A/N: Something has finally happened. Susan and Caspian have split companies, so now there IS reason to read Susan's version of this story. Because she is off having a wild adventure while Caspian goes off on his own little...thing. Anyhow in this chapter we finally get to meet some other important people (BOOKVERSE). Enjoy.

Chapter 10


All around me, there was nothing. Absolute desolation. The sun was gone. If it was night then it was a black night with no stars blinking in the heavens or moon to cast a silver light across the land.

Then two points of light shone in the blackness around me: two planets in conjunction in the heavens. I heard a voice speaking in a clear, soft tone. It said:

"Tarva and Alambil have met in the halls of heaven. On earth, a Son of Adam has risen to name the creatures and rule over us."

My heart leapt. Tarva and Alambil. The names sounded familiar, but I couldn't place them. I only knew that they had to do with me in some way or another. Then another voice, low and dangerous, replied to the first.

"A Son of Adam, yes; but which will be chosen? The old or the new? The known or the stranger? The loved or the hated? The trusted or the doubted? Who will be chosen to fulfill the prophecy?"

My stomach flip-flopped as the voice finished its speech. This new voice sounded wicked, and evil. Were the words supposed to mean something?

It's a riddle, I realized, swallowing hard. Am I to figure it out?

"One will be chosen, the other despised," the voice continued, drawing out the 's' in 'despised' so that it sounded like a snake's hissing. "But a time will come when all depends on the unexpected. Twists and turns by the dozen; failings and frustrations—until Narnia faces what may be the end."

There was a bitter, horrible silence until, to my relief, the first voice spoke again.

"Aslan has already decided the fate of Narnia. All we must do is trust in him."

Tarva and Alambil faded away, and I watched, my heart aching as they disappeared into the blackness.

Wait…don't go, I tried to scream, reaching for them. I don't understand…don't know what to believe…

"…you know very well what I believe, Nikabrik, and that is that all we can do is trust in Aslan."

I jerked awake when a low, earthy voice spoke in the silence. To my relief, I found that the darkness, the stars, even the riddle, had all been a dream, for when I cracked my eyes open they were greeted by a warm, welcome brown light that hung heavily in the air around me. From above came the sound of rain thudding rhythmically against the roof of the place in which I lay.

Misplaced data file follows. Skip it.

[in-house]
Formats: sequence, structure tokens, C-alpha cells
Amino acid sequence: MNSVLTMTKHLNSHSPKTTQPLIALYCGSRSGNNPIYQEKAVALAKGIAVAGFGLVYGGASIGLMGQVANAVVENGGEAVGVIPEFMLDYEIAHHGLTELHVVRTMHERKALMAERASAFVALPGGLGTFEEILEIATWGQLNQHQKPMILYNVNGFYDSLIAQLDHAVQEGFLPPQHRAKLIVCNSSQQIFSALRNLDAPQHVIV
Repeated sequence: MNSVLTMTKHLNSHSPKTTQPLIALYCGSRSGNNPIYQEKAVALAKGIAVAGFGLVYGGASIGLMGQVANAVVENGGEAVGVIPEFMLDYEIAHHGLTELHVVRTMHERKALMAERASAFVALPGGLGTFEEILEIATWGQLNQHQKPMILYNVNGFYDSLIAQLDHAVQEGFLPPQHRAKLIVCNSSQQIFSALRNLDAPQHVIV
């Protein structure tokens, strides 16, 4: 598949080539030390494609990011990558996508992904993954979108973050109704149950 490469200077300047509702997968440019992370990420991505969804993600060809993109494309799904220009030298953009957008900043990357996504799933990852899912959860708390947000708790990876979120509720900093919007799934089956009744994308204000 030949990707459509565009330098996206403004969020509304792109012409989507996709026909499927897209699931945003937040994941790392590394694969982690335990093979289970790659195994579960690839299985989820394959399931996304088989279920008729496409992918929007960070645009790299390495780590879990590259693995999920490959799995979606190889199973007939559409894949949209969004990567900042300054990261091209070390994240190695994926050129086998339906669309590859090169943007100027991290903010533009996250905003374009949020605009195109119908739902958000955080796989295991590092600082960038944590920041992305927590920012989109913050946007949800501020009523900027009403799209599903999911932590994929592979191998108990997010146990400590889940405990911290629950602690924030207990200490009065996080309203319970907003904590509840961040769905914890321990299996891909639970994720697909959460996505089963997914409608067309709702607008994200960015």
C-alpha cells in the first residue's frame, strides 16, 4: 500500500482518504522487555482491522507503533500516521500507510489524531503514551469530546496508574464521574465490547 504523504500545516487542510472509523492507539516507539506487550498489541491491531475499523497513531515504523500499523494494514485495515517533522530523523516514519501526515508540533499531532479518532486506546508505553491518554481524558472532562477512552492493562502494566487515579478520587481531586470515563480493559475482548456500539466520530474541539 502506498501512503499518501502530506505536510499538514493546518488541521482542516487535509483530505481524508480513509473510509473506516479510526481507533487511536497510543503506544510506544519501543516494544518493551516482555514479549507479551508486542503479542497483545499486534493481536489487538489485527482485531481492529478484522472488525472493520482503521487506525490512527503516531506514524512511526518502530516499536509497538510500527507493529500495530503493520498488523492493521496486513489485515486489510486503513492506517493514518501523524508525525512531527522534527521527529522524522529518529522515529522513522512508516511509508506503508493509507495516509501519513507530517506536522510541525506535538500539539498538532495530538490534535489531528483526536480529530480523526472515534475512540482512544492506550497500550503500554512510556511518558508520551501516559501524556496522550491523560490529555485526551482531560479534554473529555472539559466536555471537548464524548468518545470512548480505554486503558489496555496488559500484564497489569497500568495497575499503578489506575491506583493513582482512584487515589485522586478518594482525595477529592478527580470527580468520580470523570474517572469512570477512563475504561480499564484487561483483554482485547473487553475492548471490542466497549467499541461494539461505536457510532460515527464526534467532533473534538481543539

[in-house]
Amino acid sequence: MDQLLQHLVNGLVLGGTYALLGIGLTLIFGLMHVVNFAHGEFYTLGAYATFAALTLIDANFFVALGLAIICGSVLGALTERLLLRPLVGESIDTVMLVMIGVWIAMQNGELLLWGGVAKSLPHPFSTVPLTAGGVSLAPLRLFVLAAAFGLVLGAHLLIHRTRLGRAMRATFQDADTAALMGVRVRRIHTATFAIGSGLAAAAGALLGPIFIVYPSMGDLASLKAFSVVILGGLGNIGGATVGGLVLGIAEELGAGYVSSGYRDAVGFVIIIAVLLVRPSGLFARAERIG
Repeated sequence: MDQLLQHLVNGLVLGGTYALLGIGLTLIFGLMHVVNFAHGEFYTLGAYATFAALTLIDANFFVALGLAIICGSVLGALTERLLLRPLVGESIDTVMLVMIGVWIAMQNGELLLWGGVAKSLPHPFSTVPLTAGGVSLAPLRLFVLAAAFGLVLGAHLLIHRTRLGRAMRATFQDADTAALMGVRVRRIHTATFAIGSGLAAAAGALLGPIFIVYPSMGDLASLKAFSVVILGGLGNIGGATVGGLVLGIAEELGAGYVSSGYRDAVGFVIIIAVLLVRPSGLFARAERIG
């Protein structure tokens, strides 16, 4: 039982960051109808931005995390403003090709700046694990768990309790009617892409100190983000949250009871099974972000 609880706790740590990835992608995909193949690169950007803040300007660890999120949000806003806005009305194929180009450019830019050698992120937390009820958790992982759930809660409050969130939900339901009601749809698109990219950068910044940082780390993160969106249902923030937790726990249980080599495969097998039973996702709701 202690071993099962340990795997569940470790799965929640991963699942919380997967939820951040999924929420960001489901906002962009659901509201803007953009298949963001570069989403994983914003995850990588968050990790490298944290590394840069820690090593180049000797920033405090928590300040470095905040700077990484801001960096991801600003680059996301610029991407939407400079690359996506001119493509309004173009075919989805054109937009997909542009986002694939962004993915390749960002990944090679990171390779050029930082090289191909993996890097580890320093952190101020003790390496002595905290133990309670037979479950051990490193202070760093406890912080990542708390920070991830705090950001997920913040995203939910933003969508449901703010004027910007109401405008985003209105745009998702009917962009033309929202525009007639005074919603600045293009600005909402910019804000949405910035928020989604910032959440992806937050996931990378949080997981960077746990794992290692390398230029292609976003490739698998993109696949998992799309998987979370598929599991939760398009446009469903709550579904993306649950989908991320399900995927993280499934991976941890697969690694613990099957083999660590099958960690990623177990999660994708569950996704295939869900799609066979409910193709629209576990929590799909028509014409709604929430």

I was lying on a small bed, barely long enough for me to lay stretched out. I was wrapped in a soft brown blanket, and most importantly, I was warm, something I hadn't been since the night of my cousin's birth. I reached up and touched my head, finding a gauzy fabric that seemed to be a sort of bandage. I winced as a sharp pain flashed in my head, and then a dull ache began. There was a coppery taste in my mouth.

"Trust in 'Aslan', you say? Bah. None of those old stories are real, now are they?" another voice said, harsh and low, yet not fully evil. I flinched at the sound, wondering where I was, and whether I was a prisoner.

"Apparently some of them are," said another voice dryly, and there came a few chuckles from the others.

I stared at the wall until my vision cleared, and saw my shadow. A gentle, flickering light seemed to be coming from behind me. I waited for a moment, and then heard a crackle, and then a fizz.

A fire. A wood fire, I thought, grateful for the lessons I had received from Dr Cornelius in observing my surroundings.

"But what are we going to do?" asked a new voice, younger than the others, belonging perhaps to a boy about my age. "I still don't understand what all this means."

"Neither do the rest of us," replied yet another voice, younger still, "but it shouldn't be too hard to figure out, once he's awake."

Curiosity overwhelming me, I rolled onto my back and landing squarely on my wounded arm—ouch!—and then turned my head to face the fire. From my new position, I could just barely make out the silhouettes of five people, sitting between me and the fire. Two of them were tall, perhaps Telmarine soldiers, I thought with a shudder. I had been captured. Now they would turn me in to Miraz, and I would be…